Last month the world population reached 7 billion. In only 12 short years, since ~October 1999, the human population has increased by 1 billion. Let us take a few moments to think about the fact that we now share this planet with 6,999,999,999 other people… and counting. If our global growth rate continues, it is anticipated that by 2050, you could be one of 10 billion! So what exactly does this increase mean for the other species that share our space? Furthermore, what do 7 billion humans mean for the environment? Regardless, if we live in a developing or industrialized nation, an increase in population puts an increased burden on our planet. More people ultimately means more resources, i.e. food, water, shelter, and space, will be needed.
Whether caused by man or a natural phenomenon, climate change is occurring, putting even further pressures on the earth. Earlier this year, the Horn of Africa experienced the worst drought in 60 years; the lives of nearly 20 million people have in some way been affected. In this area, death via malnutrition has taken the lives of nearly 30,000 children. It is hard to tell if this environmental condition was aggravated by increasing agricultural practice to support more people, climate change, or political agenda. No matter, it is sad to think that drought and subsequent famine may be more common in the near future. At present, the United Nations World Food Programme estimates that 925 million people, almost 1 in 7, do not have enough to eat.
Likewise, in the U.S. state of Texas, wildlife has suffered immensely due to drought and wildfires. Even without the stress of natural disasters, wildlife not only has to fight for resources with other species in the ecosystem, but also for space due to increasing human encroachment into wildlife habitat. As resources become less abundant wildlife are forced to inhabit areas they normally would not, resulting in a disruption in the natural ecological balance. In addition, incidences of human-wildlife conflicts are drastically increasing; a no-win situation for all involved. Unfortunately, this scenario is not isolated to Texas; it is a scene that is playing out all around the world as animals continue to lose habitat.
As humans require more space to build homes, grow crops, or graze livestock, additional forests will be cleared; an increase in deforestation results in desertification. Trees are important for life on planet Earth for a variety of reasons. During photosynthesis trees convert carbon dioxide and water into oxygen and sugar molecules. Forests also play key roles by sustaining the hydrological or precipitation cycles through evapotranspiration; this process also cools the climate. In addition, root systems of trees and surrounding vegetation prevent soil erosion and thereby prevent the increase in sediment pollution in waterways. Increasing sediment content is detrimental to aquatic ecosystems in many ways by: clogging waterways; smother aquatic life; increase water turbidity wherein water temperature also increases; and decomposing plant material causes a decrease in oxygen content in water.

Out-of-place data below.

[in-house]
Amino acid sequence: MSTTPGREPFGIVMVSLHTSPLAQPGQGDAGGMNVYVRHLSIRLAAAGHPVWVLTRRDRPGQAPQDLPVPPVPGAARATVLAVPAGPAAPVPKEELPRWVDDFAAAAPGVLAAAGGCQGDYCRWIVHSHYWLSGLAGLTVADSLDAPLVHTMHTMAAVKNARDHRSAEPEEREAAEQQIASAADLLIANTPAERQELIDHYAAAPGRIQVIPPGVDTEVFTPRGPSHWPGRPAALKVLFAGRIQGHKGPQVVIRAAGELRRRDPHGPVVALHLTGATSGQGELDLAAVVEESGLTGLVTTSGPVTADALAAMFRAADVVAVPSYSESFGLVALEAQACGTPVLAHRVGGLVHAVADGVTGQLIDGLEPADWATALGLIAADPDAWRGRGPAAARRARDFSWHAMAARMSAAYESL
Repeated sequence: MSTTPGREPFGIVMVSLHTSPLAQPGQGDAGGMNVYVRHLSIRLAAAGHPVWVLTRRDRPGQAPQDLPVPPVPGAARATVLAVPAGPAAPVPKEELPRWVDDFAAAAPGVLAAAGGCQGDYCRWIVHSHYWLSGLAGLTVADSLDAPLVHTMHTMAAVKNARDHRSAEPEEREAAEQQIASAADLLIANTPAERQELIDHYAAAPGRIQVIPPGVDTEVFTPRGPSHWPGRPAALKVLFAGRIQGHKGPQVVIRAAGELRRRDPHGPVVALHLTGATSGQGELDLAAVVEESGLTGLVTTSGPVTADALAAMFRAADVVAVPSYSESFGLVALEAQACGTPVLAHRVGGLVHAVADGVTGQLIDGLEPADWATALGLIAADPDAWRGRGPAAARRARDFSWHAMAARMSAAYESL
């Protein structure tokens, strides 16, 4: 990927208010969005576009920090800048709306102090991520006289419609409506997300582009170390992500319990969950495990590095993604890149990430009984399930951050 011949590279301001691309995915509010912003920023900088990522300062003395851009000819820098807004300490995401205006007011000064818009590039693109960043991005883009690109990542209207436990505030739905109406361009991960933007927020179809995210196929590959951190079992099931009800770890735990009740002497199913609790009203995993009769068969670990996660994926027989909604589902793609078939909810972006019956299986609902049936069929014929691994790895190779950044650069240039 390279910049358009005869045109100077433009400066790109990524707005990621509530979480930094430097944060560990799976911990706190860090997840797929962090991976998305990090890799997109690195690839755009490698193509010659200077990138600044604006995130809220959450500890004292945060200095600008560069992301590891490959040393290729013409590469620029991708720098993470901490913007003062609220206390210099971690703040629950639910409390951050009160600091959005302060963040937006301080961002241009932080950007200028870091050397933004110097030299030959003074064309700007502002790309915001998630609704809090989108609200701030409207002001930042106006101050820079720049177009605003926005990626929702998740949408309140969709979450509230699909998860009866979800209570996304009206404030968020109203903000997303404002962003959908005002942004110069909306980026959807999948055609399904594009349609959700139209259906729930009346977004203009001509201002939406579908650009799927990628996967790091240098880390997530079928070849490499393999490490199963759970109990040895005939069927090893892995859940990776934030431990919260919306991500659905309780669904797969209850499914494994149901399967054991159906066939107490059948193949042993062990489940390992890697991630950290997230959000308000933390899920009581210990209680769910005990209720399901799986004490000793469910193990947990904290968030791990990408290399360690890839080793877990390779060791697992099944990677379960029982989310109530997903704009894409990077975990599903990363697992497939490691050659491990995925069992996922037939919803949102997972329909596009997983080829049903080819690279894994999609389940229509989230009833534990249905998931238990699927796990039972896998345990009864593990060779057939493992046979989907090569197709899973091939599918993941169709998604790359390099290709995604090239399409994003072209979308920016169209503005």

An increase in humans inevitably equals an increase in garbage. Think about the waste a single person produces in one year. What about if that person is an infant that still requires formula and diapers? The truth is humans are wasteful; whether we intend to be or not. Think about the trash generated by a single trip to Starbucks. From the paper the receipt is printed on and the wrapper protecting our scone or muffin, to our disposable coffee cup with cardboard heat protector and plastic lead, we are generating garbage at an alarming rate. Now I completely understand that what I have just described is something that happens more often in industrialized countries; I am yet to see a McCafe on the Serengeti. If this is the case, then should it not be those same great nations that step up and make every opportunity to lead by example and reduce our wasteful habits? Can we break the routine of our daily grind, or will our “sheeple” (humans acting like sheep) mentality be our undoing?
As our population continues to increase we need to be aware that our every move impacts our planet. Now more than ever we need to practice sustainable living daily via reducing our waste, reusing what we can, and recycling what cannot be reused. Sad, but true, people will continue to reproduce. However, we can lessen the burden on Mother Nature by reducing our carbon footprint. Carpool when you can, or walk rather then drive. Pack a lunch rather than eating out, but if there is no alternative at least use reusable utensils, mugs, and cups to reduce waste. Likewise, reusable shopping bags not only cut down on paper and plastic use, but are also more durable. Send electronic holiday greetings and birthday wishes via email instead of paper cards. At Christmas purchase a tree that has its root ball intact so that it can be replanted the following year. It only takes the smallest change to make a big difference in our ever-growing world.